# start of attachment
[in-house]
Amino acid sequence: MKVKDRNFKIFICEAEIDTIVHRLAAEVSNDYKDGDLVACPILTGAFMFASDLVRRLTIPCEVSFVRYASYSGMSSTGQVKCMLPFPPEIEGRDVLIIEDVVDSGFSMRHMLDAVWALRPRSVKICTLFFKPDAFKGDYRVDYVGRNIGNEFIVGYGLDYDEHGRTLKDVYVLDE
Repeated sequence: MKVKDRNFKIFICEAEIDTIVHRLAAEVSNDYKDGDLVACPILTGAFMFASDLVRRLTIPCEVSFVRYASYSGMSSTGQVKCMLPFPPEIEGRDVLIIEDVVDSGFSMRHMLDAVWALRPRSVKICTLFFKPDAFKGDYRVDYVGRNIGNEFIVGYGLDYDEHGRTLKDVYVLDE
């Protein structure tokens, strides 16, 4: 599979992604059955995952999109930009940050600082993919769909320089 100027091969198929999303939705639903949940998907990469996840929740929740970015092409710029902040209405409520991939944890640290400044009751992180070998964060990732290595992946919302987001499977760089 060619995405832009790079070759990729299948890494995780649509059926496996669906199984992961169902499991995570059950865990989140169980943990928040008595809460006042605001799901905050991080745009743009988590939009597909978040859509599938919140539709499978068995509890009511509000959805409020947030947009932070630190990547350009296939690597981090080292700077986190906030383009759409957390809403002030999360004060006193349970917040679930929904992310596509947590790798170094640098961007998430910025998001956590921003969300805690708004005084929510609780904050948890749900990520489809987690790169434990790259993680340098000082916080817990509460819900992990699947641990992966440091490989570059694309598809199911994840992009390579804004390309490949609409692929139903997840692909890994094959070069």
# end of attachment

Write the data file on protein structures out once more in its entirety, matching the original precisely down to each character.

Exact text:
[in-house]
Amino acid sequence: MKVKDRNFKIFICEAEIDTIVHRLAAEVSNDYKDGDLVACPILTGAFMFASDLVRRLTIPCEVSFVRYASYSGMSSTGQVKCMLPFPPEIEGRDVLIIEDVVDSGFSMRHMLDAVWALRPRSVKICTLFFKPDAFKGDYRVDYVGRNIGNEFIVGYGLDYDEHGRTLKDVYVLDE
Repeated sequence: MKVKDRNFKIFICEAEIDTIVHRLAAEVSNDYKDGDLVACPILTGAFMFASDLVRRLTIPCEVSFVRYASYSGMSSTGQVKCMLPFPPEIEGRDVLIIEDVVDSGFSMRHMLDAVWALRPRSVKICTLFFKPDAFKGDYRVDYVGRNIGNEFIVGYGLDYDEHGRTLKDVYVLDE
């Protein structure tokens, strides 16, 4: 599979992604059955995952999109930009940050600082993919769909320089 100027091969198929999303939705639903949940998907990469996840929740929740970015092409710029902040209405409520991939944890640290400044009751992180070998964060990732290595992946919302987001499977760089 060619995405832009790079070759990729299948890494995780649509059926496996669906199984992961169902499991995570059950865990989140169980943990928040008595809460006042605001799901905050991080745009743009988590939009597909978040859509599938919140539709499978068995509890009511509000959805409020947030947009932070630190990547350009296939690597981090080292700077986190906030383009759409957390809403002030999360004060006193349970917040679930929904992310596509947590790798170094640098961007998430910025998001956590921003969300805690708004005084929510609780904050948890749900990520489809987690790169434990790259993680340098000082916080817990509460819900992990699947641990992966440091490989570059694309598809199911994840992009390579804004390309490949609409692929139903997840692909890994094959070069």